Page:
considerable attention to the subject, and was responsible for the
article " The Rise of the Unicorn " which recently appeared in Cassell's
Magazine. That writer traces the matter to a certain extent from non-
heraldic sources, and the following remarks, which are taken from the
above article, are of considerable interest :
" The real genesis of the unicorn was probably this : at a time
when armorial bearings were becoming an indispensable part of a
noble's equipment, the attention of those knights who were fighting
under the banner of the Cross was attracted to the wild antelopes of
Syria and Palestine. These animals are armed with long, straight,
spiral horns set close together, so that at a side view they appeared to
be but a single horn. To confirm this, there are some old illuminations
and drawings extant which endow the early unicorn with many of the
attributes of the deer and goat kind. The sort of horn supposed to be
carried by these Eastern antelopes had long been a curiosity, and was
occasionally brought back as a trophy by travellers from the remote
parts of the earth. There is a fine one to be seen to-day at the abbey
of St. Denis, and others in various collections in Europe. We now
know these so-called unicorn's horns, usually carved, to belong to
that marine monster the narwhal, or sea-unicorn. But the fable of a
breed of horned horses is at least as old as Pliny " [Had the " gnu "
anything to do with this ? ], " and centuries later the Crusaders, or the
monkish artists who accompanied them, attempted to delineate the
marvel. From their first rude sketches other artists copied ; and so
each presentment was passed along, until at length the present form
of the unicorn was attained. There was a time not so long ago
when the existence of the unicorn was as implicitly believed in as the
camel or any other animal not seen in these latitudes ; and the trans-
lators of the Bible set their seal upon the legend by translating the
Hebrew word reem (which probably meant a rhinoceros) as ' unicorn/
Thus the worthy Thomas Fuller came to consider the existence of the
unicorn clearly proved by the mention of it in Scripture ! Describing
220 A COMPLETE GUIDE TO HERALDRY
the horn of the animal, he writes, < Some are plain, as that of St.
Mark's in Venice ; others wreathed about it, which probably is the effect
of age, those wreaths being but the wrinkles of most vivacious unicorns.
The same may be said of the colour : white when newly taken from
the head ; yellow, like that lately in the Tower, of some hundred years'
seniority ; but whether or no it will soon turn black, as that of Plinie's
description, let others decide/
"All the books on natural history so late as the seventeenth
century describe at length the unicorn ; several of them carefully
depict him as though the artist had drawn straight from the life.
" If art had stopped here, the wonder of the unicorn would have
remained but a paltry thing after all. His finer qualities would have
been unrecorded, and all his virtues hidden. But, happily, instead of
this, about the animal first conceived in the brain of a Greek (as
Pegasus also was), and embodied through the fertile fancy of the
Crusader, the monks and heraldists of the Middle Ages devised a host
of spiritual legends. They told of his pride, his purity, his endurance,
his matchless spirit.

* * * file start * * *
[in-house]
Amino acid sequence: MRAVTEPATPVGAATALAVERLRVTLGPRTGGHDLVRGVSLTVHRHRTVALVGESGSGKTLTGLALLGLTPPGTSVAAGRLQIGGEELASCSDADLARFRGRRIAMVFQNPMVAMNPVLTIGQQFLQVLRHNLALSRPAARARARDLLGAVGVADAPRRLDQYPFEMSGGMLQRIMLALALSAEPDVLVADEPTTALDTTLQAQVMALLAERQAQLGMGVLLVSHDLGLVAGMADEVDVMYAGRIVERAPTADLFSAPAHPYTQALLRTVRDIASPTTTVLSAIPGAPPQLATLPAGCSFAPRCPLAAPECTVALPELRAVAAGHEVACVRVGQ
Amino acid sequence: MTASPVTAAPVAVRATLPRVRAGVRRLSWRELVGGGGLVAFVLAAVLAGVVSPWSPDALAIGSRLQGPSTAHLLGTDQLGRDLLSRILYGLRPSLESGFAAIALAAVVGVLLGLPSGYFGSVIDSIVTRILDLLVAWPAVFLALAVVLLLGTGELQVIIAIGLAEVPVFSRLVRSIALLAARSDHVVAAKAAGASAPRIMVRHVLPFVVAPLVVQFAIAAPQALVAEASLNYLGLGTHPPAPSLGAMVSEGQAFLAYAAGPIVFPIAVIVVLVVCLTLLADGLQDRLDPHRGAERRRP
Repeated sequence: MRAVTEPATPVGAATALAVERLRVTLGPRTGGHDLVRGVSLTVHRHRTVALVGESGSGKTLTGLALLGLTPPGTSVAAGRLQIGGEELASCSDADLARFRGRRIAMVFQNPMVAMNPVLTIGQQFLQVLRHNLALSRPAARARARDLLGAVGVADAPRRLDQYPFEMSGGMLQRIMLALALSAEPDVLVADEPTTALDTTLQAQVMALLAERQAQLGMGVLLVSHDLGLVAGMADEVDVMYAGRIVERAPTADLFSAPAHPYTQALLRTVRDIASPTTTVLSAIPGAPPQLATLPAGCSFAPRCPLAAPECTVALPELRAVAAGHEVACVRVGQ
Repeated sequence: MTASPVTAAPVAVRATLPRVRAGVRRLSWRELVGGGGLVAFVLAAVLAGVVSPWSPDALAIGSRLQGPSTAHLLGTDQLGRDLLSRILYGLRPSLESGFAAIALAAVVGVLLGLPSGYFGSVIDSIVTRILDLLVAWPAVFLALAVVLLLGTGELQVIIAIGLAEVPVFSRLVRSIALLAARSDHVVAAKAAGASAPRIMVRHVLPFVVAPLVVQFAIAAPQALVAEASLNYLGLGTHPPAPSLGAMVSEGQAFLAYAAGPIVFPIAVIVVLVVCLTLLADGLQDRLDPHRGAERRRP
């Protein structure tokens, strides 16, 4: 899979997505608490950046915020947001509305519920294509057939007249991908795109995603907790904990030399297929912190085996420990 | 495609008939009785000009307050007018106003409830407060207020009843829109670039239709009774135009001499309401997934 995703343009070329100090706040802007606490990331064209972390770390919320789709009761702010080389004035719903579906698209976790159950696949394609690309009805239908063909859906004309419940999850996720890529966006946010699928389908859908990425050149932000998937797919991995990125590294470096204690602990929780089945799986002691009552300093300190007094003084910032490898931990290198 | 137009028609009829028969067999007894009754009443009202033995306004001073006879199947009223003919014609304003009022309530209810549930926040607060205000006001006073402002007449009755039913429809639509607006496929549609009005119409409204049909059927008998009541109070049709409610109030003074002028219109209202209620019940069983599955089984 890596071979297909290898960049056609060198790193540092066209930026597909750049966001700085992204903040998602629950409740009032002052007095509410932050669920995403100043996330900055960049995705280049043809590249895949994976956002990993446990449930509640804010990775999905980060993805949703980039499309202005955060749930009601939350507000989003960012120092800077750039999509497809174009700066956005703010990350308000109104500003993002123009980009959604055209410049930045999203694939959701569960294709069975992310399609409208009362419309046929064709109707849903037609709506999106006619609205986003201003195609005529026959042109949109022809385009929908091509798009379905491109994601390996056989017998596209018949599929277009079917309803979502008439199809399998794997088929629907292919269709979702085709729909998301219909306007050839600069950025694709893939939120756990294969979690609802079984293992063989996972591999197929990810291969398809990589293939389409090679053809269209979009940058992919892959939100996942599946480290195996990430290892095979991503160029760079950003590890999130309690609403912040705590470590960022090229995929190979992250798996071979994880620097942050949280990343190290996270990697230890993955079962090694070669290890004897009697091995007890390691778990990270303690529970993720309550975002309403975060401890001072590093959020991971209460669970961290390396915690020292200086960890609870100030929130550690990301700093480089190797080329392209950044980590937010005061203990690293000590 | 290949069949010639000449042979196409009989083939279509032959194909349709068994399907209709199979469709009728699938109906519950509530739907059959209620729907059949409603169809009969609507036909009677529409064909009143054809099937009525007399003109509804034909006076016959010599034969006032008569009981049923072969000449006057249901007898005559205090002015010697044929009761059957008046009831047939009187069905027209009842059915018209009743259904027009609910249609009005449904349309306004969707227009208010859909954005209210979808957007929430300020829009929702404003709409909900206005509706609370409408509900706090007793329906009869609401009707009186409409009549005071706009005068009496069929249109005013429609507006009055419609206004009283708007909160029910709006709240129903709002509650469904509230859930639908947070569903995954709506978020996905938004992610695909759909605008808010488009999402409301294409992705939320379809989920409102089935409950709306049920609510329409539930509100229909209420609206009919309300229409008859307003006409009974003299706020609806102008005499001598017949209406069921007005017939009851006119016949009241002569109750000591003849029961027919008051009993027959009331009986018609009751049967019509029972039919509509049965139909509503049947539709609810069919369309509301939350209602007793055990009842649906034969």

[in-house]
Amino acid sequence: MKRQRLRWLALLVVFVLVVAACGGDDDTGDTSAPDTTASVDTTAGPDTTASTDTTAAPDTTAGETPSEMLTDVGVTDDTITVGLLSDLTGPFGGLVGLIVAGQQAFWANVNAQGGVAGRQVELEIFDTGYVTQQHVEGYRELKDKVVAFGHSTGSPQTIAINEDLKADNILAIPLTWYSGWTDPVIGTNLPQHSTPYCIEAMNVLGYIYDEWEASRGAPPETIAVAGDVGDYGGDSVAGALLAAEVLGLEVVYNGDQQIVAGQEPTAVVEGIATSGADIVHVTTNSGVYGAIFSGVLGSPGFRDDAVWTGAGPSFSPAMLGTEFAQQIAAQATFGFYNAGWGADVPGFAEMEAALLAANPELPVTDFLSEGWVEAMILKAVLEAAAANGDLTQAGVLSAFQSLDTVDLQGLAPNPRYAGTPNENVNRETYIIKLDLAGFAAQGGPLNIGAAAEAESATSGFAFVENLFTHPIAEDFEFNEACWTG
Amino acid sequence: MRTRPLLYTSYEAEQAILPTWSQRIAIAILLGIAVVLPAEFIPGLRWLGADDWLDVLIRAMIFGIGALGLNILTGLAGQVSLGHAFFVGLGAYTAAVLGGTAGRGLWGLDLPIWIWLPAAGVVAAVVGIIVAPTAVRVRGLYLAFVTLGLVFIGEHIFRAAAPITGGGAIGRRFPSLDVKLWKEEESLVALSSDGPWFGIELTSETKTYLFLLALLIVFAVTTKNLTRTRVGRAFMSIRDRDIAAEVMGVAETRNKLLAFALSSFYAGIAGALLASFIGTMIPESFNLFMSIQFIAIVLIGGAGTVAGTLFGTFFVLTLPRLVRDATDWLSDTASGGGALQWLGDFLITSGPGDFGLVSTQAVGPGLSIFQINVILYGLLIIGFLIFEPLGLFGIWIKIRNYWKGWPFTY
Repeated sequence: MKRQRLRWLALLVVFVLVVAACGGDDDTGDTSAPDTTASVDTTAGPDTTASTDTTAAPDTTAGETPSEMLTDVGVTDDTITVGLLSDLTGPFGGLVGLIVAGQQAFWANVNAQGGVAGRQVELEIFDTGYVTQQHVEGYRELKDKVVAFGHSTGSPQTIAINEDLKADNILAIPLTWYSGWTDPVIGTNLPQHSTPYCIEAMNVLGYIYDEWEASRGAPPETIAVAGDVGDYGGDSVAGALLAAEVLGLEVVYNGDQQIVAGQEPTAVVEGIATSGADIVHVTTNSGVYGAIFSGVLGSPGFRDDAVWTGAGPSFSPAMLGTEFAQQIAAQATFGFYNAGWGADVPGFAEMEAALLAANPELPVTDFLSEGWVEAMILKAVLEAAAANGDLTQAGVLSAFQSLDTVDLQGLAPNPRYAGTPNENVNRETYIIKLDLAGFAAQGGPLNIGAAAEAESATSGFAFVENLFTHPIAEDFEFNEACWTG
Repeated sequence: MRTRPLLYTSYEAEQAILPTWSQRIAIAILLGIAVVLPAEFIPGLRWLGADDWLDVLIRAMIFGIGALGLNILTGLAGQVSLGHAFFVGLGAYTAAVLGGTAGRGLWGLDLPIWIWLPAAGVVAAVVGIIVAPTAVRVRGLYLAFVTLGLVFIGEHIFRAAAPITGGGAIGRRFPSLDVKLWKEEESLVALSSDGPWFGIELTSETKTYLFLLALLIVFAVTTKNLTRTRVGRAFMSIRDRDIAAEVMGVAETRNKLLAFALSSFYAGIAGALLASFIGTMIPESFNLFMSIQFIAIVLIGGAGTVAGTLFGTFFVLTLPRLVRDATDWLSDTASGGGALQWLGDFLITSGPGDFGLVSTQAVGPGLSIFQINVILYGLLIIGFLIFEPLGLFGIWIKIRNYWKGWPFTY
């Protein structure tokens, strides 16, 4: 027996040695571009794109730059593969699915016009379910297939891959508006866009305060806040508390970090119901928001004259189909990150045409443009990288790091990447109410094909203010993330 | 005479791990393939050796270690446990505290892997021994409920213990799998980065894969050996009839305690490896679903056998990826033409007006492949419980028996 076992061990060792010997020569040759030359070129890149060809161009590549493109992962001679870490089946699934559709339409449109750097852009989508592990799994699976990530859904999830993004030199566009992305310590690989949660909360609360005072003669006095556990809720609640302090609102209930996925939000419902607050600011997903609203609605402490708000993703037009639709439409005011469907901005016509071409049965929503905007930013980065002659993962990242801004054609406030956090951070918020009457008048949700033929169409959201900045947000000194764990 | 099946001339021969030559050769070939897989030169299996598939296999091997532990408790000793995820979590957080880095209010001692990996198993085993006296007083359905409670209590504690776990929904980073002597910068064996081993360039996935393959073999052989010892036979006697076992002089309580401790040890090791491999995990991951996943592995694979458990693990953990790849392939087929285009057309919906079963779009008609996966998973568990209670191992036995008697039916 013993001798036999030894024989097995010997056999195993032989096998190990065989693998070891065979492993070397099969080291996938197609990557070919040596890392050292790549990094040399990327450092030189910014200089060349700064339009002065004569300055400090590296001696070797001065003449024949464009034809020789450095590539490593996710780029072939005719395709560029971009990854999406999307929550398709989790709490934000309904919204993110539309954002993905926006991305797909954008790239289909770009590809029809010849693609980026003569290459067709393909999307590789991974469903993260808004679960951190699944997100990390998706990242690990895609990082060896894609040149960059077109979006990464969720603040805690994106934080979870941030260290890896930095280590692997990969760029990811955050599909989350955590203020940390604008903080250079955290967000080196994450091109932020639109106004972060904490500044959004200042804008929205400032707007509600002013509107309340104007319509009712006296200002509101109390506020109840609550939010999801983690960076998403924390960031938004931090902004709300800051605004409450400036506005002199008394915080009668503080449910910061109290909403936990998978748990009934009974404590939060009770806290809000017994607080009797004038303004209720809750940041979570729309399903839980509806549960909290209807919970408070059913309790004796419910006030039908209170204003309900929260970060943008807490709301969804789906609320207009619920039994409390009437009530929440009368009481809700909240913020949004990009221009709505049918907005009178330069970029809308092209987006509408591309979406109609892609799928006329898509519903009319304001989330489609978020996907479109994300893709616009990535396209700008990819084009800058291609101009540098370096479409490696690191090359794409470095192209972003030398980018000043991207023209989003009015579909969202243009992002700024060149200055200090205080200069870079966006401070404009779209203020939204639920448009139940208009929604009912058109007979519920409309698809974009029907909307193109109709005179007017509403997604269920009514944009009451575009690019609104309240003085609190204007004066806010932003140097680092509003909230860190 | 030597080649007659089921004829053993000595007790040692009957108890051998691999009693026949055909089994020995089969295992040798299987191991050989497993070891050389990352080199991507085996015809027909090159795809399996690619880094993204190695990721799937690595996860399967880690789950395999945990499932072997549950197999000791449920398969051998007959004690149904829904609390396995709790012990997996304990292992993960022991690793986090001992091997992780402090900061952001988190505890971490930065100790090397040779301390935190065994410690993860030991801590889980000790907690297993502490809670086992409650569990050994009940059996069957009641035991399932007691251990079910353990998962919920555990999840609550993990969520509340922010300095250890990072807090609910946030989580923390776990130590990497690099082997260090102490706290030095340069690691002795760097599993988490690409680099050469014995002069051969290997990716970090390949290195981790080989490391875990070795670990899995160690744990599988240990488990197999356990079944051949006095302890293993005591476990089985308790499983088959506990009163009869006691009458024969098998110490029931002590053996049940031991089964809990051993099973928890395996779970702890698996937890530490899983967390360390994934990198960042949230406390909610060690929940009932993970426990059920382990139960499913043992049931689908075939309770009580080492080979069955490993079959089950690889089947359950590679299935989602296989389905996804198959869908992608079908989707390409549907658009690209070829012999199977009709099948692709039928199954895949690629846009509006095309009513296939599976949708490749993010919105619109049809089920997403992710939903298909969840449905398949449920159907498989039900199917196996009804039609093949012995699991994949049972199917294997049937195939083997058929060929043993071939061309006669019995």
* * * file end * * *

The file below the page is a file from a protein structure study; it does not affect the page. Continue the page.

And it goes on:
" ' The greatnesse of his mynde is such that he chooseth rather to
dye than be taken alive/ Indeed, he was only conquerable by a
beautiful maiden. One fifteenth-century writer gives a recipe for
catching a unicorn. ' A maid is set where he hunteth ; and she
openeth her lap, to whom the unicorn, as seeking rescue from the force
of the hunter, yieldeth his head and leaveth all his fierceness, and
resteth himself under her protection, sleepeth until he is taken and
slain/ But although many were reported to be thus enticed to their
destruction, only their horns, strange to say, ever reached Europe.
There is one in King Edward's collection at Buckingham Palace.
" Naturally, the horn of such an animal was held a sovereign
specific against poison, and < ground unicorn's horn ' often figures in
mediaeval books of medicine.
" There was in Shakespeare's time at Windsor Castle the ' horn of
a unicorn of above eight spans and a half in length, valued at above
;io,ooo/ This may have been the one now at Buckingham Palace.
One writer, describing it, says :
11 1 1 doe also know that horn the King of England possesseth to be
wreathed in spires, even as that is accounted in the Church of St.
Dennis, than which they suppose none greater in the world, and I
never saw anything in any creature more worthy praise than this
home. It is of soe great a length that the tallest man can scarcely
touch the top thereof, for it doth fully equal seven great feet. It
weigheth thirteen pounds, with their assize, being only weighed by
the gesse of the hands it seemeth much heavier/
" Spenser, in the ' Faerie Queen/ thus describes a contest between
the unicorn and the lion :
' Like as the lyon, whose imperial powre
A proud rebellious unicorn defyes,
T'avoide the rash assault and wrathful stowre
Of his fiers foe, him to a tree applies.
And when him running in full course he spyes
He slips aside ; the whiles that furious beast .
His precious home, sought of his enimyes,
Strikes in the stroke, ne thence can be released,
But to the victor yields a bounteous feast.'
"'It hath/ remarked Guillim, in 1600, 'been much questioned
among naturalists which it is that is properly called the unicorn ; and
some have made doubt whether there be such a beast or no. But the
FIG. 414. Unicorn rampant. FIG. 415. Unicorn passant. FIG. 416. Unicorn statant.
great esteem of his horn in many places to be seen may take away that
" Another old writer, Topsell, says :
" ' These beasts are very swift, and their legs have not articles.
They keep for the most part in the deserts, and live solitary in the tops
of the mountaines. There was nothing more horrible than the voice